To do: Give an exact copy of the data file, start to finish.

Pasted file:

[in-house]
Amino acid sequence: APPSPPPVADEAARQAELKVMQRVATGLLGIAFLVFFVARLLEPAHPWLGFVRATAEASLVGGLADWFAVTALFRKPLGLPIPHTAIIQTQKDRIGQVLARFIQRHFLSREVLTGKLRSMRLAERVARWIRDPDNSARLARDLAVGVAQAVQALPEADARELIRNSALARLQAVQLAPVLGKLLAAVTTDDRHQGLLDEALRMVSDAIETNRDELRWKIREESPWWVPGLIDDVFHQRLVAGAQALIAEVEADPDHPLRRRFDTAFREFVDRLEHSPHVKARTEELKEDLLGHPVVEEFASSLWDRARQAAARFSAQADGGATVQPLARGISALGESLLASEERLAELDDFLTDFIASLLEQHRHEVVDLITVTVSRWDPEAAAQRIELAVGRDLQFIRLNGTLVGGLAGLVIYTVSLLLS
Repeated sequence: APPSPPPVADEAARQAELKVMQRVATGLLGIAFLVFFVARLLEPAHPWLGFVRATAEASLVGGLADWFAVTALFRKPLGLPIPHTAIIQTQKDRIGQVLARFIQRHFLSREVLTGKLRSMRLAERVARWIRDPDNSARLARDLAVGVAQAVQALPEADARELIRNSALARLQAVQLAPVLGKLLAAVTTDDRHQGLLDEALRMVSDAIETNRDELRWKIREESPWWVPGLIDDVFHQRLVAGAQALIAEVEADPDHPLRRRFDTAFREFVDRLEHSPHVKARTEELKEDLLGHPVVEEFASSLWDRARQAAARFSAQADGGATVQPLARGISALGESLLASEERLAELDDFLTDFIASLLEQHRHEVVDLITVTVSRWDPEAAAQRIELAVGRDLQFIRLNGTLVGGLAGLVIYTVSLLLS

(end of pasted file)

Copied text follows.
[in-house]
Amino acid sequence: APPSPPPVADEAARQAELKVMQRVATGLLGIAFLVFFVARLLEPAHPWLGFVRATAEASLVGGLADWFAVTALFRKPLGLPIPHTAIIQTQKDRIGQVLARFIQRHFLSREVLTGKLRSMRLAERVARWIRDPDNSARLARDLAVGVAQAVQALPEADARELIRNSALARLQAVQLAPVLGKLLAAVTTDDRHQGLLDEALRMVSDAIETNRDELRWKIREESPWWVPGLIDDVFHQRLVAGAQALIAEVEADPDHPLRRRFDTAFREFVDRLEHSPHVKARTEELKEDLLGHPVVEEFASSLWDRARQAAARFSAQADGGATVQPLARGISALGESLLASEERLAELDDFLTDFIASLLEQHRHEVVDLITVTVSRWDPEAAAQRIELAVGRDLQFIRLNGTLVGGLAGLVIYTVSLLLS
Repeated sequence: APPSPPPVADEAARQAELKVMQRVATGLLGIAFLVFFVARLLEPAHPWLGFVRATAEASLVGGLADWFAVTALFRKPLGLPIPHTAIIQTQKDRIGQVLARFIQRHFLSREVLTGKLRSMRLAERVARWIRDPDNSARLARDLAVGVAQAVQALPEADARELIRNSALARLQAVQLAPVLGKLLAAVTTDDRHQGLLDEALRMVSDAIETNRDELRWKIREESPWWVPGLIDDVFHQRLVAGAQALIAEVEADPDHPLRRRFDTAFREFVDRLEHSPHVKARTEELKEDLLGHPVVEEFASSLWDRARQAAARFSAQADGGATVQPLARGISALGESLLASEERLAELDDFLTDFIASLLEQHRHEVVDLITVTVSRWDPEAAAQRIELAVGRDLQFIRLNGTLVGGLAGLVIYTVSLLLS